Milky moon washed fields with ecstasy lingering inches above the ground. The comfort of this ecstasy pressing to be felt. The coolness of the moon floods the roads, partaking in nights of revelry. A place truly deserving of its shine. Teachings of mastering the mind dominate since the ‘heavens within you are more beautiful than heavens beyond’ along with the practice of mastering your physical being since ‘you never really understand unless you understand with your body’.
Could I see myself living in this village for the rest of my life with the material renunciations which are a precondition to live in a place like Auroville? Or in other words, what will I be missing out on if I dedicate my life to this geographically semi remote but spiritually integrated place in Puducherry?
Auroville is an experimental township of 2,600 citizens, a cashless economy and by far my most favourite place in this world. One’s occupation is seen as a form of therapy and not an economic obligation. The foundation takes care of all the basic needs of its citizens. Mother Mira along with Sri Aurobindo had envisioned a land which belonged to no single country, where people from all over the world came together to realize human unity and attain divine consciousness through yoga and meditation.
Life in Auroville finds a significant majority of Indian, French, American, Dutch, Russian and German permanent residents who collectively identify themselves as Aurovillians. Aurovillians along with the short term visitors engage in volunteer work in kitchens, organic farms, bamboo/ music workshops, schools, hospitals and healing centers mutually creating utility for each other. The night welcomes dance circles, pop rock events, fairs and easy conversations with seasoned travelers from all around the world. From French film makers to French farmers, Indian writers turned tattoo artists to ex-Israeli army officials turned bartenders, each with a personal and collective proposal to make the world a better place.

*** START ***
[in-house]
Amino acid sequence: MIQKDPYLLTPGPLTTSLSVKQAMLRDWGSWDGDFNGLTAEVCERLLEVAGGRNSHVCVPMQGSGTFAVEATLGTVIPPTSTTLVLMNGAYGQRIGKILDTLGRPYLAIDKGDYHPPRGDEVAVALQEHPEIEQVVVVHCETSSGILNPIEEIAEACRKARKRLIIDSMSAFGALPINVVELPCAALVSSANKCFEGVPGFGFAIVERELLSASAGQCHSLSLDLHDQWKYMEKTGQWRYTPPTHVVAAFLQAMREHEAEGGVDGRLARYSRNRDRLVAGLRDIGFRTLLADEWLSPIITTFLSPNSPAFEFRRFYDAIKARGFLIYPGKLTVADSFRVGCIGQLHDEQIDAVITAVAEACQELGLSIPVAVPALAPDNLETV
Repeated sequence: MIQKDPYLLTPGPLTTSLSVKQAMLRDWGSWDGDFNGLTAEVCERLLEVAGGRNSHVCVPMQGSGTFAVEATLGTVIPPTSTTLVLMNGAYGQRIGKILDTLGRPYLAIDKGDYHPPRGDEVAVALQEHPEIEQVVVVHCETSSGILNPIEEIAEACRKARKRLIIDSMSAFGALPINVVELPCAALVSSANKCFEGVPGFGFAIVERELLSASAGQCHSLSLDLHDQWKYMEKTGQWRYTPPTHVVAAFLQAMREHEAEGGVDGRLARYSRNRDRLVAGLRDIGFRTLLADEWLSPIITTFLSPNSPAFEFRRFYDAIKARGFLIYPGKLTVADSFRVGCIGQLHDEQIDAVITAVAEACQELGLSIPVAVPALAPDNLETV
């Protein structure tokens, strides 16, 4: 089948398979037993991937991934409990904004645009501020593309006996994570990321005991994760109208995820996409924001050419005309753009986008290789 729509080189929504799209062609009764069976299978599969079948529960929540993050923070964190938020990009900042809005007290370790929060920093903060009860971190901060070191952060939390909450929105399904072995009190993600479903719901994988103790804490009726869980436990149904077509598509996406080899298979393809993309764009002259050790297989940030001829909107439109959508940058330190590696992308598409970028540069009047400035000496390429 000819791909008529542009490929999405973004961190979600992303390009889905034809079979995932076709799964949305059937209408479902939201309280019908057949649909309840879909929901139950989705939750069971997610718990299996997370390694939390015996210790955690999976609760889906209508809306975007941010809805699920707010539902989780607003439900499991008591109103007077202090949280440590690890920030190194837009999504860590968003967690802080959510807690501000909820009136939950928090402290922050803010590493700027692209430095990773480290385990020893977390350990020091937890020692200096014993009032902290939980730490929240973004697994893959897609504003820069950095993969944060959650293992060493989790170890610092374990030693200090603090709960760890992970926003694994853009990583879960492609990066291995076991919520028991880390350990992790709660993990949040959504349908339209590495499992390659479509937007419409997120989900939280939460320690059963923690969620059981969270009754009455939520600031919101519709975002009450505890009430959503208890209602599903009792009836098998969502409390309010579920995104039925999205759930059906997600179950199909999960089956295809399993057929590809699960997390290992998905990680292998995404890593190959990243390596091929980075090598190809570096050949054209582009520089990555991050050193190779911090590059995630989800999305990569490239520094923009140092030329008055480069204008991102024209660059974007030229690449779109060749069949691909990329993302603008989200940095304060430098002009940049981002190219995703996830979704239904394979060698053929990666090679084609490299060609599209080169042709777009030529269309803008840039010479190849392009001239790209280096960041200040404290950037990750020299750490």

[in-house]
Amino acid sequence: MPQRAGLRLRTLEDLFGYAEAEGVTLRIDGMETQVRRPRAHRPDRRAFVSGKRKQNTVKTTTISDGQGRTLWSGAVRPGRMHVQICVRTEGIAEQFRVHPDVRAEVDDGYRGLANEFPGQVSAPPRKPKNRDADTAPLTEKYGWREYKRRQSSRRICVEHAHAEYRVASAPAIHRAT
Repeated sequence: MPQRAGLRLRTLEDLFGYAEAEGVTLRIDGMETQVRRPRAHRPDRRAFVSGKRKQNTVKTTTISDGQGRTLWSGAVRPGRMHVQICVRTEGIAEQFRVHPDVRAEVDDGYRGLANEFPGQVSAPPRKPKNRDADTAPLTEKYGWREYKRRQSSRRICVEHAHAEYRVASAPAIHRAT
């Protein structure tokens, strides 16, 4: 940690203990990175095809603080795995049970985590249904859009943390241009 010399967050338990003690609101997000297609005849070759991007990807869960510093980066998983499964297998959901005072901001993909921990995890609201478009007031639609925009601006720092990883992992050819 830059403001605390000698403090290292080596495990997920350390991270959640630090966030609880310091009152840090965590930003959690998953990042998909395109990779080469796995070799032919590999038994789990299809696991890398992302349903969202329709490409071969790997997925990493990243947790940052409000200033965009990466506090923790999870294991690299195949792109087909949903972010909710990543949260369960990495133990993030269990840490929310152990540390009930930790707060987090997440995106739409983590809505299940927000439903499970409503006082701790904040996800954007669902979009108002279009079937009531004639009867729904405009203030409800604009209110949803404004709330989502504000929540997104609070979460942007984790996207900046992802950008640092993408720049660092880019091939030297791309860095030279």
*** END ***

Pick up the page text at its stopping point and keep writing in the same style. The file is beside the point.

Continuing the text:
In the middle of the township around which the entire village is built is the Matrimandir, a huge golf ball like golden structure. Inside the dome, one can see two candles with their tiny flames and the soft sound of flowing water muffling the silence. The interiors reflect a warm pink glow. A spiraling ramp covered with a plush white carpet of merino wool rises and leads you into the concentration room. A longitudinal stream of sunlight enters a crystal ball placed in the centre, illuminating the section. The room changes its colors as the clouds filter and play with the sun while intermittently visible flickers of the rays dance in the centre of the crystal. The silence distancing our bodies but bringing the conscience closer to those of forty others present. Interluded with the sound of coughs and sneezes, of course, we were still pretty human.